In Sunday’s New York Times, the Room for Debate series focused on one of my favourite topics – Should Public-Sector Jobs Come First?. The debate turns out to be very disappointing because even the so-called progressive offerings fall short of advocating an effective solution to the jobs crisis. Only one implies an understanding that the policy design proposed should not be compromised by an errant understanding of the way the fiat monetary system operates. Proposals that assume there is a financial constraint on government will almost certainly be second-rate. The debate could have been energised had the NYT sought expert opinion from those that are developing and implementing large public sector employment programs.
In the last few days I have seen more calls from commentators for policy makers to take new initiatives to generate jobs and growth. Some of these calls have come from commentators and research centres that sit on the “progressive” side of the macroeconomic debate. Unfortunately, their proposals are always compromised by their demonstrated lack of understanding of how the monetary system operates. In my view these proposals actually undermine the need to advance an understanding that sovereign governments can create true full employment and should do so as a matter of urgency. By playing ball with the conservatives and choosing to focus on deficit outcomes these progressives divert the policy focus away from the real issues. In short, the federal budget deficit outcome should never be the focus of policy.
Two related articles in The Economist last week (November 7, 2009) caught my attention. The first article – Battling joblessness – Has Europe got the answer – was about how the Continent may be a guide to all of us in tackling unemployment. The second article – Faring well – was extolling the virtues of India’s National Rural Employment Guarantee Act (NREGA). They provide a further basis for discussing employment guarantees.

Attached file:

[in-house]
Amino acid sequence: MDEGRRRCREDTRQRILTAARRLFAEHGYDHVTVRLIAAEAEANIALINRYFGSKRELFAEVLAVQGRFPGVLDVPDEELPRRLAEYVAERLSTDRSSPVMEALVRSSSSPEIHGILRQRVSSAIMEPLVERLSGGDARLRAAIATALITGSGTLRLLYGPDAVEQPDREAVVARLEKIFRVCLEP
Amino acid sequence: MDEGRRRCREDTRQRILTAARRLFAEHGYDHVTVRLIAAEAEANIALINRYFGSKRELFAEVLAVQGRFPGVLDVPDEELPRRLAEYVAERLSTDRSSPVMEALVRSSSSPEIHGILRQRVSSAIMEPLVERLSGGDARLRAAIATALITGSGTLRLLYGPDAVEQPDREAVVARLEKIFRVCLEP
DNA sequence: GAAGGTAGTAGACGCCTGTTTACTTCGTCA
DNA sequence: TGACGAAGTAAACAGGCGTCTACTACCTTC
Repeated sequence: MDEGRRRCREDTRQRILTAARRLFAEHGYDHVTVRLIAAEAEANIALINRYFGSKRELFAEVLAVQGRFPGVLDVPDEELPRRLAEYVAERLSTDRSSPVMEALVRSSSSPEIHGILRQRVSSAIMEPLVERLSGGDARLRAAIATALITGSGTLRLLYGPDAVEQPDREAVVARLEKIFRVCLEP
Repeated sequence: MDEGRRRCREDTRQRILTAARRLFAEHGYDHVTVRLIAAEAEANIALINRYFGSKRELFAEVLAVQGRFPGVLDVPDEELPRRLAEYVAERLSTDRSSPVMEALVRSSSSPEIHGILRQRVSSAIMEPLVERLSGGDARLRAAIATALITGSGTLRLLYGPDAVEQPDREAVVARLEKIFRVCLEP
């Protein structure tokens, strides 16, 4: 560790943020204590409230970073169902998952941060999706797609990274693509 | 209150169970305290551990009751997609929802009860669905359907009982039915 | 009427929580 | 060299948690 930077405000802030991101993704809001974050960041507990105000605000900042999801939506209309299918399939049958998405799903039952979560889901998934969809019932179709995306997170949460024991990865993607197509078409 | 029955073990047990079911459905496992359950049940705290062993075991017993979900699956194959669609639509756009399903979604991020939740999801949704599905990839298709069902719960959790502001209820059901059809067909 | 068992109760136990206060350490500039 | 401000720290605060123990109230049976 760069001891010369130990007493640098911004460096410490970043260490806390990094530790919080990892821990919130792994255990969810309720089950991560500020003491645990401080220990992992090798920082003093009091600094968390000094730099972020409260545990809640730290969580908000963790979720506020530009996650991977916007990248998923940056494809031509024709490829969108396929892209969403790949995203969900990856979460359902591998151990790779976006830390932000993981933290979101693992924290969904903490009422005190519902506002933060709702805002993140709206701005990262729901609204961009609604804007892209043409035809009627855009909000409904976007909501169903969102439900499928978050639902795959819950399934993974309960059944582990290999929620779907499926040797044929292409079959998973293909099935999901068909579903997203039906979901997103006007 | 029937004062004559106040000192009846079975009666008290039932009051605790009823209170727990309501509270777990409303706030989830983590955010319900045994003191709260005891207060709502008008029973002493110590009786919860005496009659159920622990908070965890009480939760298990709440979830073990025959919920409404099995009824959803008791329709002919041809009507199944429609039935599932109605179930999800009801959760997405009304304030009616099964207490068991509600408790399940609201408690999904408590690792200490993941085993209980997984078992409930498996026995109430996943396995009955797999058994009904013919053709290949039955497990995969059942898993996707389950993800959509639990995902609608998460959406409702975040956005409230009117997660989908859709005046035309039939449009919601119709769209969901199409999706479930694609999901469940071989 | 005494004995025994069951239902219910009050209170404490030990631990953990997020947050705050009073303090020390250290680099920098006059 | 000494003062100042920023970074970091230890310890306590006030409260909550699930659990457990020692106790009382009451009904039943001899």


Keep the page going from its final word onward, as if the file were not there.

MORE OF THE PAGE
The OECD, the organisation that has spearheaded the abandonment of full employment in all its member countries since releasing the supply-side blueprint in 1994 – The Jobs Study, has now finally realised that things are very bleak in labour markets across the World and is saying more action is desperately needed. All their rhetoric in the last decade about making labour markets resilient and flexible through active labour market programs has not apparently stopped the major economies from going belly up.
There were two related stories this week from either side of the Pacific Ocean. From the east coast came – Rollout of jobs scheme ‘a sham’ and from the west coast – Stimulus Is Bankrupt Antidote to Failed Stimulus. While the US-based article is a polemic from the right-wing American Enterprise Institute and the second is a journalist’s reporting on Australian political trivia, they both raise interesting issues regarding the way fiscal policy is conducted. The issues raised provide further justification for employment guarantee schemes as a sophisticated addition to the automatic stabilisation capacity that is inherent in fiscal policy and makes it superior to monetary policy.